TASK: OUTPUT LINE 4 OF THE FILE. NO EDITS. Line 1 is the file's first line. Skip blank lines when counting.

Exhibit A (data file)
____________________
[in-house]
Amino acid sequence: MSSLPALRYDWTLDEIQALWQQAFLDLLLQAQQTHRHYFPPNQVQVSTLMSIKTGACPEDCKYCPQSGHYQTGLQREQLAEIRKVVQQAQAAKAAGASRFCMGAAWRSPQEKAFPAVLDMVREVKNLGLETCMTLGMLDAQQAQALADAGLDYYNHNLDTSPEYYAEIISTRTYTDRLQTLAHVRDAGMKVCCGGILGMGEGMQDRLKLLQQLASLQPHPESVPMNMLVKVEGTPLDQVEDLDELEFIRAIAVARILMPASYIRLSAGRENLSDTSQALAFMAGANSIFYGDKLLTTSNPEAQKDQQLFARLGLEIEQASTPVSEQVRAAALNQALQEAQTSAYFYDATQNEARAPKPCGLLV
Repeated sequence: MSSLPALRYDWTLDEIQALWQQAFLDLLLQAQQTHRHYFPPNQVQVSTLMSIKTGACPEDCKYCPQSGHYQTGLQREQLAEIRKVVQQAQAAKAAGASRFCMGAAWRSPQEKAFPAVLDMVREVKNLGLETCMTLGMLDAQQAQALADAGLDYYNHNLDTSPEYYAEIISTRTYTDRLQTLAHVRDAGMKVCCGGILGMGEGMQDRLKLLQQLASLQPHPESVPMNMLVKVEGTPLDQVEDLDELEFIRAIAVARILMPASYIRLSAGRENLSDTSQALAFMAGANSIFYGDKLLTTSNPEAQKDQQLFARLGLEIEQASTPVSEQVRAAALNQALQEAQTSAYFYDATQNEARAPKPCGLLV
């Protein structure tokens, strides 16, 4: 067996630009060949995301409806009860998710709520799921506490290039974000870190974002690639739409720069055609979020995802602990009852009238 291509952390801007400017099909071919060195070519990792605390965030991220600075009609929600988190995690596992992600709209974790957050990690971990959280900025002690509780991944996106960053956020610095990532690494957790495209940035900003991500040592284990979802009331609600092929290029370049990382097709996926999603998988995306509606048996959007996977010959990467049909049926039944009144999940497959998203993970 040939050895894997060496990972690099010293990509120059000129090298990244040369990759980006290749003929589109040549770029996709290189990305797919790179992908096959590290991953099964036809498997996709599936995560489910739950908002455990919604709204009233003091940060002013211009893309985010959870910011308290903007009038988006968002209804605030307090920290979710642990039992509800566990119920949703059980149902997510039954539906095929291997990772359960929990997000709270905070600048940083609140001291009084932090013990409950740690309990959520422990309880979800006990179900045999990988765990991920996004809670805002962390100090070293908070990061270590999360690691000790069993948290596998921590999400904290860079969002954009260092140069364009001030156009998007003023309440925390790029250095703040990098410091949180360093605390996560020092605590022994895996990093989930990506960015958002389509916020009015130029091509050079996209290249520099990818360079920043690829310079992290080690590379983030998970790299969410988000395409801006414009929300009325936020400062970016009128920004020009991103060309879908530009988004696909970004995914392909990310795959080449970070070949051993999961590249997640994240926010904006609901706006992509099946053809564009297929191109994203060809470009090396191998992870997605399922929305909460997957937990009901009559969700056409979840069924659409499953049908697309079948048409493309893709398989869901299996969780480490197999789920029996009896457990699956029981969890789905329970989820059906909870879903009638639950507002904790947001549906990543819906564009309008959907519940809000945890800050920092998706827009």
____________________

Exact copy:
């Protein structure tokens, strides 16, 4: 067996630009060949995301409806009860998710709520799921506490290039974000870190974002690639739409720069055609979020995802602990009852009238 291509952390801007400017099909071919060195070519990792605390965030991220600075009609929600988190995690596992992600709209974790957050990690971990959280900025002690509780991944996106960053956020610095990532690494957790495209940035900003991500040592284990979802009331609600092929290029370049990382097709996926999603998988995306509606048996959007996977010959990467049909049926039944009144999940497959998203993970 040939050895894997060496990972690099010293990509120059000129090298990244040369990759980006290749003929589109040549770029996709290189990305797919790179992908096959590290991953099964036809498997996709599936995560489910739950908002455990919604709204009233003091940060002013211009893309985010959870910011308290903007009038988006968002209804605030307090920290979710642990039992509800566990119920949703059980149902997510039954539906095929291997990772359960929990997000709270905070600048940083609140001291009084932090013990409950740690309990959520422990309880979800006990179900045999990988765990991920996004809670805002962390100090070293908070990061270590999360690691000790069993948290596998921590999400904290860079969002954009260092140069364009001030156009998007003023309440925390790029250095703040990098410091949180360093605390996560020092605590022994895996990093989930990506960015958002389509916020009015130029091509050079996209290249520099990818360079920043690829310079992290080690590379983030998970790299969410988000395409801006414009929300009325936020400062970016009128920004020009991103060309879908530009988004696909970004995914392909990310795959080449970070070949051993999961590249997640994240926010904006609901706006992509099946053809564009297929191109994203060809470009090396191998992870997605399922929305909460997957937990009901009559969700056409979840069924659409499953049908697309079948048409493309893709398989869901299996969780480490197999789920029996009896457990699956029981969890789905329970989820059906909870879903009638639950507002904790947001549906990543819906564009309008959907519940809000945890800050920092998706827009």